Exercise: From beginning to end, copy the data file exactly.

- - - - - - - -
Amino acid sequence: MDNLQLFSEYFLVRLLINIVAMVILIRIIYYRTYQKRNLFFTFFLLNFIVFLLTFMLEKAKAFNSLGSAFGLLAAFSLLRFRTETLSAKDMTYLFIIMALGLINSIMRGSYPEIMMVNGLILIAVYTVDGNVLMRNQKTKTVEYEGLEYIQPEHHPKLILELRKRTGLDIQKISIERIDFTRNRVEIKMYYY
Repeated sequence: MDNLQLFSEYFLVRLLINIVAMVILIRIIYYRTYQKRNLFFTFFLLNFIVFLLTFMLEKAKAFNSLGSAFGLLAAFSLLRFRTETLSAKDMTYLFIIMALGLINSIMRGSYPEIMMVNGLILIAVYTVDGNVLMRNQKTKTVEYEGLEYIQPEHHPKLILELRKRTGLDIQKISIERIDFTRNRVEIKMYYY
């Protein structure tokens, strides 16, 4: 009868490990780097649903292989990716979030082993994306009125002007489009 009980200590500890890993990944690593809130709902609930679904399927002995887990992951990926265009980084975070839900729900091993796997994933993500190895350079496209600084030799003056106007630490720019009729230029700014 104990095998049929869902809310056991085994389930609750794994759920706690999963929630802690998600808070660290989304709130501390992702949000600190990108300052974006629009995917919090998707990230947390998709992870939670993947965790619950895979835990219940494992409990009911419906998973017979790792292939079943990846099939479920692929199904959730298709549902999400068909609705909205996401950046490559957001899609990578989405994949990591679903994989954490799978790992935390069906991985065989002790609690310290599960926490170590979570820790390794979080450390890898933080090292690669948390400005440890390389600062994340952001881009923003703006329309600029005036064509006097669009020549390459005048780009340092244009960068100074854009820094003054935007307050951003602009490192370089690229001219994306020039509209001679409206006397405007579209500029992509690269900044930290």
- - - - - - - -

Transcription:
Amino acid sequence: MDNLQLFSEYFLVRLLINIVAMVILIRIIYYRTYQKRNLFFTFFLLNFIVFLLTFMLEKAKAFNSLGSAFGLLAAFSLLRFRTETLSAKDMTYLFIIMALGLINSIMRGSYPEIMMVNGLILIAVYTVDGNVLMRNQKTKTVEYEGLEYIQPEHHPKLILELRKRTGLDIQKISIERIDFTRNRVEIKMYYY
Repeated sequence: MDNLQLFSEYFLVRLLINIVAMVILIRIIYYRTYQKRNLFFTFFLLNFIVFLLTFMLEKAKAFNSLGSAFGLLAAFSLLRFRTETLSAKDMTYLFIIMALGLINSIMRGSYPEIMMVNGLILIAVYTVDGNVLMRNQKTKTVEYEGLEYIQPEHHPKLILELRKRTGLDIQKISIERIDFTRNRVEIKMYYY
């Protein structure tokens, strides 16, 4: 009868490990780097649903292989990716979030082993994306009125002007489009 009980200590500890890993990944690593809130709902609930679904399927002995887990992951990926265009980084975070839900729900091993796997994933993500190895350079496209600084030799003056106007630490720019009729230029700014 104990095998049929869902809310056991085994389930609750794994759920706690999963929630802690998600808070660290989304709130501390992702949000600190990108300052974006629009995917919090998707990230947390998709992870939670993947965790619950895979835990219940494992409990009911419906998973017979790792292939079943990846099939479920692929199904959730298709549902999400068909609705909205996401950046490559957001899609990578989405994949990591679903994989954490799978790992935390069906991985065989002790609690310290599960926490170590979570820790390794979080450390890898933080090292690669948390400005440890390389600062994340952001881009923003703006329309600029005036064509006097669009020549390459005048780009340092244009960068100074854009820094003054935007307050951003602009490192370089690229001219994306020039509209001679409206006397405007579209500029992509690269900044930290």